Just one example of this trend is Marine Le Pen “modernizing” the National Front. Shortly after taking over in 2011, she announced a policy of dédiabolisation, rebranding the party for mainstream French politics. Le Pen has tried very hard to purge the National Front’s image of her father‘s chauvinism and anti-Semitism. This strategy has not convinced French minorities, but it has done very well in other demographics. Nonna Mayer argues that the National Front’s recent electoral victories can almost entirely be explained by growth in the allegiance of working-class women. By turning xenophobia into a feminist issue, and downplaying her own party’s historic efforts to push back against feminist gains, Le Pen has managed to close a visible gender gap in the National Front’s support base. While only 13% of women in routine non-manual professions (mainly shopkeepers and sales representatives) voted for Jean-Marie Le Pen in 2007, that number shot up to 30% when she placed third in the 2012 presidential elections.

Fest says “anti-Semitic pogroms” bother him, reflecting the conservative belief that Muslims are  the primary engines of anti-Semitism in today’s Europe. Newsweek recently published a cover article by the Budapest based Jewish journalist Adam LeBor that subtly makes this same argument. LeBor spends much of the cover story linking recent anti-Semitic attacks in France and Germany, in the wake of current Israeli military operations in Gaza, with a shift in global Muslim identity brought on by events such as the Iranian Revolution. He quotes typically reactionary sources, including CRIF‘s Roger Cukierman, who tells the reporter that “jihadism has become the new Nazism.” This isn’t “Islam is the new Nazism.” Jihadism is not Islam. However, when the Islamophobic idea is that jihadism is an inevitable result of being Muslim, the distinction is meaningless to large numbers of people. “Islam” and “jihad” are synonyms for many people, and the semantics here become a strategy for making anti-Islam statements in the mainstream.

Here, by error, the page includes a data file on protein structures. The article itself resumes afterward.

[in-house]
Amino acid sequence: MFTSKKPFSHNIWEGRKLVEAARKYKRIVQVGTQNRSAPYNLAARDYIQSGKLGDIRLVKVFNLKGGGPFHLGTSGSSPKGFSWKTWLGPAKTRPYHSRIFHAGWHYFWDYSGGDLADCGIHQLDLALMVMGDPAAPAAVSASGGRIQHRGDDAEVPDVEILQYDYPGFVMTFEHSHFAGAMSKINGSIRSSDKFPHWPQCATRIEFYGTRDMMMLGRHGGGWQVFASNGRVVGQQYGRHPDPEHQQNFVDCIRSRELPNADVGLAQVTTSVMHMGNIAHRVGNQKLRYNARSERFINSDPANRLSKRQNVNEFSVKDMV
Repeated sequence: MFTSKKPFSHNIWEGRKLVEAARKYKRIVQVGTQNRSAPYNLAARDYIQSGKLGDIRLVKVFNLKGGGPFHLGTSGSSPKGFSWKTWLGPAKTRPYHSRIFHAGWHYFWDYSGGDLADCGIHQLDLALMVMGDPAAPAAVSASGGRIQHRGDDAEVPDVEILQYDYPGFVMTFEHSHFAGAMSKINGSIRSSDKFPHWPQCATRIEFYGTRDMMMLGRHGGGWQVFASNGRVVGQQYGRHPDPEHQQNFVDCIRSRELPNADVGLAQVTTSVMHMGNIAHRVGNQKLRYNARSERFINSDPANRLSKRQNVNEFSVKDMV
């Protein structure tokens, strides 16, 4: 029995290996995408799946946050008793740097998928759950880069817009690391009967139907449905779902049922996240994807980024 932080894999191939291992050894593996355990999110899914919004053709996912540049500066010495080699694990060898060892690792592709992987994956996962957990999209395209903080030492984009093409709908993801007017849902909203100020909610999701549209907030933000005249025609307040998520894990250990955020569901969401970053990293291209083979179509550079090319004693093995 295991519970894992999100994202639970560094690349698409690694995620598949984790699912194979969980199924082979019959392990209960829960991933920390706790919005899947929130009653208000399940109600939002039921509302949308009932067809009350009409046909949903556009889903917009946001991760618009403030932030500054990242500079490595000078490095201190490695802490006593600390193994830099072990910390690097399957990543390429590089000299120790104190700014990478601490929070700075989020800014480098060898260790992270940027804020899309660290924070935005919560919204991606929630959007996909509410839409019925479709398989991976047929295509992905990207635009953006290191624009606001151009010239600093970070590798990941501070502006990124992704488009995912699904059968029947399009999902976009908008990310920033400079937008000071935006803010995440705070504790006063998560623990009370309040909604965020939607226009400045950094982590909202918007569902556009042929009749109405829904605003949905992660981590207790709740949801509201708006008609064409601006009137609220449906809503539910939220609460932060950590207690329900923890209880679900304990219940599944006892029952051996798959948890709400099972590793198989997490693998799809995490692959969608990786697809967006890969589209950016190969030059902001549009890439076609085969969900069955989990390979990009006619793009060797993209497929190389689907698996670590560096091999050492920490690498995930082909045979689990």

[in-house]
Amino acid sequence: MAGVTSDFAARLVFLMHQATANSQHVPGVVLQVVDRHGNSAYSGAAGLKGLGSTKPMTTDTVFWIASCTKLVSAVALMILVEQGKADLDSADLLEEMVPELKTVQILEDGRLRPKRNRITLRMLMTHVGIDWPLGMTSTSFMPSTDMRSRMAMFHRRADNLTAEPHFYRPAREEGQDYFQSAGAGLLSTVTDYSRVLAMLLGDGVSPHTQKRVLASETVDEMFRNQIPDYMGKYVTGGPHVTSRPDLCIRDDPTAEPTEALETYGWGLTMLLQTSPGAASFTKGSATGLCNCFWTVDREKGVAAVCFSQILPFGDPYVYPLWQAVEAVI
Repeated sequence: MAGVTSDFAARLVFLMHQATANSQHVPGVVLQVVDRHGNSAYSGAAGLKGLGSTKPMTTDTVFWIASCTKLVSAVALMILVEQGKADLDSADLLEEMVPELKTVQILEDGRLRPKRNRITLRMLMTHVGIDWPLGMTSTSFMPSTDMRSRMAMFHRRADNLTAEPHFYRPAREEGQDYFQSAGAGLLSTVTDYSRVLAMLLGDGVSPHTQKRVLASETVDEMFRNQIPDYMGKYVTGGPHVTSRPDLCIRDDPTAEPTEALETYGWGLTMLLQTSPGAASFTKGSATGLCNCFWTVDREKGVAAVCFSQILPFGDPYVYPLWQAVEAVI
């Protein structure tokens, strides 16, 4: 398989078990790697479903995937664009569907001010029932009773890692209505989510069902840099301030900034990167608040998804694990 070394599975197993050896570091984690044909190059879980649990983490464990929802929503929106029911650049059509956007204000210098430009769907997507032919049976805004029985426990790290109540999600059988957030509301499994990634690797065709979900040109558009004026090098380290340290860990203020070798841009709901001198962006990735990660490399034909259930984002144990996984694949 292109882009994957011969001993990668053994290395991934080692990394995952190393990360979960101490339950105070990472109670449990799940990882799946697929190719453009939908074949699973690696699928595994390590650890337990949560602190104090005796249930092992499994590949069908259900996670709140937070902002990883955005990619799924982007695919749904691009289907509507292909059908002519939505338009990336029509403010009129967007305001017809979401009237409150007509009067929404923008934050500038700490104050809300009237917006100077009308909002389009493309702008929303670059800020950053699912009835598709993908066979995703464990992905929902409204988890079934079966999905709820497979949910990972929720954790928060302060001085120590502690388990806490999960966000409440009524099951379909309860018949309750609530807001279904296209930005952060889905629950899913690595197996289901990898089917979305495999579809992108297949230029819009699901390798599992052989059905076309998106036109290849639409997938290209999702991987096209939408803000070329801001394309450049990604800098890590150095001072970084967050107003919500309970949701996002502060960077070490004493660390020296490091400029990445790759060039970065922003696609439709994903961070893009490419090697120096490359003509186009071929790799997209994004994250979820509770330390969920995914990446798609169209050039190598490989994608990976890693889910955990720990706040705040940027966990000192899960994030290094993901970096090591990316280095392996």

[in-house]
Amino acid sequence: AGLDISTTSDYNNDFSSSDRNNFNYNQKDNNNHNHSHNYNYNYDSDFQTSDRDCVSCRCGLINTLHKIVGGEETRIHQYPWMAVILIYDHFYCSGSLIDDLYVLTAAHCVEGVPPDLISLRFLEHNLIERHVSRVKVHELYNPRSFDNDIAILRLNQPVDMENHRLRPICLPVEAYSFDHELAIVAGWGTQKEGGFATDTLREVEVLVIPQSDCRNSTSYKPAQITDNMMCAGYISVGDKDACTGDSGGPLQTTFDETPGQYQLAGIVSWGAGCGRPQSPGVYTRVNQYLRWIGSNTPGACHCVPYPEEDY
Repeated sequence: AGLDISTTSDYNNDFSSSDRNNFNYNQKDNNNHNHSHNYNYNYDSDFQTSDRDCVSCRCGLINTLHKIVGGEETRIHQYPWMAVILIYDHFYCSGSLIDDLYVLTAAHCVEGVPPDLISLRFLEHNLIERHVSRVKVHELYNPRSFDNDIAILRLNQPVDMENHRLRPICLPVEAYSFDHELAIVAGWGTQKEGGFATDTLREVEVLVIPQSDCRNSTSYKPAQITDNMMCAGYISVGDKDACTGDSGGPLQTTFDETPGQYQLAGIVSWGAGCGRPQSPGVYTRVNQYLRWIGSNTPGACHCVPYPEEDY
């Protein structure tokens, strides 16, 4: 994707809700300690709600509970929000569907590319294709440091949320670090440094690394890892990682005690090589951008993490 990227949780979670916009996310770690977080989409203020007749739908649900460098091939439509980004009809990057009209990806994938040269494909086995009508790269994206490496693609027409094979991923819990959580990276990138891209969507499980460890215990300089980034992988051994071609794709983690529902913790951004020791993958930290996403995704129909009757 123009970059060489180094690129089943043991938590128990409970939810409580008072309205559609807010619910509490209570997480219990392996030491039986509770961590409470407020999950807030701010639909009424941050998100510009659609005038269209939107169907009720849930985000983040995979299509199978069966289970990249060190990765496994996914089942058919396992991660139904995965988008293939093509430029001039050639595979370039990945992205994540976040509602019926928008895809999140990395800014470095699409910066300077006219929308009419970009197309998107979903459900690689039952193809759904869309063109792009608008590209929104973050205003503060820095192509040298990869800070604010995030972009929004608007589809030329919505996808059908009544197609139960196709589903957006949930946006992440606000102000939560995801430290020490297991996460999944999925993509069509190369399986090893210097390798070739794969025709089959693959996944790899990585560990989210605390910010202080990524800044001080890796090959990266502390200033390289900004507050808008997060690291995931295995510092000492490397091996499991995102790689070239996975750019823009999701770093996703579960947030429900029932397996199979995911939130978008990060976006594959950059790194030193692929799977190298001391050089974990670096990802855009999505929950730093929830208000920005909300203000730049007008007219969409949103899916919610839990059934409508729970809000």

It does make sense that Cukierman would do this.  Muslim-Jewish racism is a real problem in his native France, though it has been overstated by members of both communities. The increasingly religious nature of the conflict in Palestine unfortunately nurtures this animosity on a global scale, and France is rare for hosting Europe’s largest Jewish and Muslim communities. However, when the issue is described this crudely, it ends up giving ammunition to people who are terrified at the idea of a Muslim Europe. The tragedy is that it also empowers far-right groups who are the real cause for anti-Semitic alarm. Marine Le Pen has recently clashed with her father over anti-Semitic comments, and has tried very hard to shield the National Front from accusations of hating Jews. Many conservative French Jews aren’t fooled, but are allying with her anyway in the belief that “the enemy of my enemy is my friend,” with the real threat being Muslims.

Unfortunately, Le Pen’s Jewish supporters fail to realize that many arguments about Muslims not being able to integrate in Europe, and having no place there, are remixing anti-Semitic discourse. Fest says that he doesn’t think religion itself is always a barrier to integration, but “when it’s Islam, probably yes.” He could have just as easily said the same thing about German Jews.  One of the main talking points used against Jews for much of the modern era was that since Judaism is a culture and social system as well as a religion, it cannot be fully integrated within European identity and institutions.

The War on Terror has provided an opportunity to resurrect such prejudices, primarily exchanging Muslims for Jews. Islamophobia operates on the same channels as officially-condemned anti-Semitism. As a result, these arguments are being preserved at the same time that they are levied against an alternative Other. The short-term problem is that Muslim anti-Semitism is being used as a justification for Islamophobia. The long-term issue is that by doing this,  the stage is being set to reintroduce traditional anti-Semitism, focused on Jewry. In seeking to forestall that crisis, conservatives like Cukierman lend their imprimatur to a trend that could very well target his own community.

None of this is inevitable. Whenever journalists like Nicolaus Fest write articles like this, there is always enough of a backlash to remind us that Islamophobia is not universally accepted. Sure, there have been some articles supporting him, but most German pundits have reacted to Fest with characteristic annoyance and dismissal. For Islamophobia to be pushed back, though, we have to be aware of what its beliefs consist of, and to remind those who use indulge it, like Fest, that they are indulging the same prejudicial reflexes as those once found amongst the Nazis.


Photographs courtesy of James Dennes and Andy Hay. Published under a Creative Commons License.